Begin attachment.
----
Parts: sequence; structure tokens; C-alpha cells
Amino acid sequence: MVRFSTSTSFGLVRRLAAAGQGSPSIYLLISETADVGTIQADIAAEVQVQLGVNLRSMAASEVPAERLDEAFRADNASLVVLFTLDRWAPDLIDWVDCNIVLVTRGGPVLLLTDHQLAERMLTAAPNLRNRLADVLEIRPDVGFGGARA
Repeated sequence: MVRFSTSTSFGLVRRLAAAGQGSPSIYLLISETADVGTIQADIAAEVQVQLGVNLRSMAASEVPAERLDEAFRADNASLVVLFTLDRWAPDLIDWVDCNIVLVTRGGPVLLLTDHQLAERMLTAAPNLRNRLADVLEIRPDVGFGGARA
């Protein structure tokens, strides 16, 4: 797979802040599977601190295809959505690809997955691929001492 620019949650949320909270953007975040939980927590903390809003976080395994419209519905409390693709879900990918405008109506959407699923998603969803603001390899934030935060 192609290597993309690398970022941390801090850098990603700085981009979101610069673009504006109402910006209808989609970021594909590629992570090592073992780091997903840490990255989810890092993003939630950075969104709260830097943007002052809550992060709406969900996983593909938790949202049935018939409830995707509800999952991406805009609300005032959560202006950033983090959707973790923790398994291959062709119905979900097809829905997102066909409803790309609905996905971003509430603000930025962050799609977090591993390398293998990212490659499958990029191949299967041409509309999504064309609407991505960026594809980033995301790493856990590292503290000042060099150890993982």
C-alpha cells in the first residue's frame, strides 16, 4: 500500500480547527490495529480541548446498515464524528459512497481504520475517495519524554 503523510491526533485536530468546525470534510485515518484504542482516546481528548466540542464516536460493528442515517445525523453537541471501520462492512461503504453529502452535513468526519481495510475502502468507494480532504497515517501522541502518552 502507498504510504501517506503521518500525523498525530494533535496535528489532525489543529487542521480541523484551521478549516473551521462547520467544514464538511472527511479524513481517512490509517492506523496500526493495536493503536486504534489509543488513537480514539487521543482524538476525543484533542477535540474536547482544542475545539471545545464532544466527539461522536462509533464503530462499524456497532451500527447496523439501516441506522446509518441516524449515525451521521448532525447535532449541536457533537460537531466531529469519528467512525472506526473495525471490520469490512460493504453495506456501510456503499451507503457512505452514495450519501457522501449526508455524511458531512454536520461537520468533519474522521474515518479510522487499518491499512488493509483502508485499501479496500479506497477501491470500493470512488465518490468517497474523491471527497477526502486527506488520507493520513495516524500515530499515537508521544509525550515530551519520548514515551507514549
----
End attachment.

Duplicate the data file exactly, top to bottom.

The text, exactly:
Parts: sequence; structure tokens; C-alpha cells
Amino acid sequence: MVRFSTSTSFGLVRRLAAAGQGSPSIYLLISETADVGTIQADIAAEVQVQLGVNLRSMAASEVPAERLDEAFRADNASLVVLFTLDRWAPDLIDWVDCNIVLVTRGGPVLLLTDHQLAERMLTAAPNLRNRLADVLEIRPDVGFGGARA
Repeated sequence: MVRFSTSTSFGLVRRLAAAGQGSPSIYLLISETADVGTIQADIAAEVQVQLGVNLRSMAASEVPAERLDEAFRADNASLVVLFTLDRWAPDLIDWVDCNIVLVTRGGPVLLLTDHQLAERMLTAAPNLRNRLADVLEIRPDVGFGGARA
């Protein structure tokens, strides 16, 4: 797979802040599977601190295809959505690809997955691929001492 620019949650949320909270953007975040939980927590903390809003976080395994419209519905409390693709879900990918405008109506959407699923998603969803603001390899934030935060 192609290597993309690398970022941390801090850098990603700085981009979101610069673009504006109402910006209808989609970021594909590629992570090592073992780091997903840490990255989810890092993003939630950075969104709260830097943007002052809550992060709406969900996983593909938790949202049935018939409830995707509800999952991406805009609300005032959560202006950033983090959707973790923790398994291959062709119905979900097809829905997102066909409803790309609905996905971003509430603000930025962050799609977090591993390398293998990212490659499958990029191949299967041409509309999504064309609407991505960026594809980033995301790493856990590292503290000042060099150890993982």
C-alpha cells in the first residue's frame, strides 16, 4: 500500500480547527490495529480541548446498515464524528459512497481504520475517495519524554 503523510491526533485536530468546525470534510485515518484504542482516546481528548466540542464516536460493528442515517445525523453537541471501520462492512461503504453529502452535513468526519481495510475502502468507494480532504497515517501522541502518552 502507498504510504501517506503521518500525523498525530494533535496535528489532525489543529487542521480541523484551521478549516473551521462547520467544514464538511472527511479524513481517512490509517492506523496500526493495536493503536486504534489509543488513537480514539487521543482524538476525543484533542477535540474536547482544542475545539471545545464532544466527539461522536462509533464503530462499524456497532451500527447496523439501516441506522446509518441516524449515525451521521448532525447535532449541536457533537460537531466531529469519528467512525472506526473495525471490520469490512460493504453495506456501510456503499451507503457512505452514495450519501457522501449526508455524511458531512454536520461537520468533519474522521474515518479510522487499518491499512488493509483502508485499501479496500479506497477501491470500493470512488465518490468517497474523491471527497477526502486527506488520507493520513495516524500515530499515537508521544509525550515530551519520548514515551507514549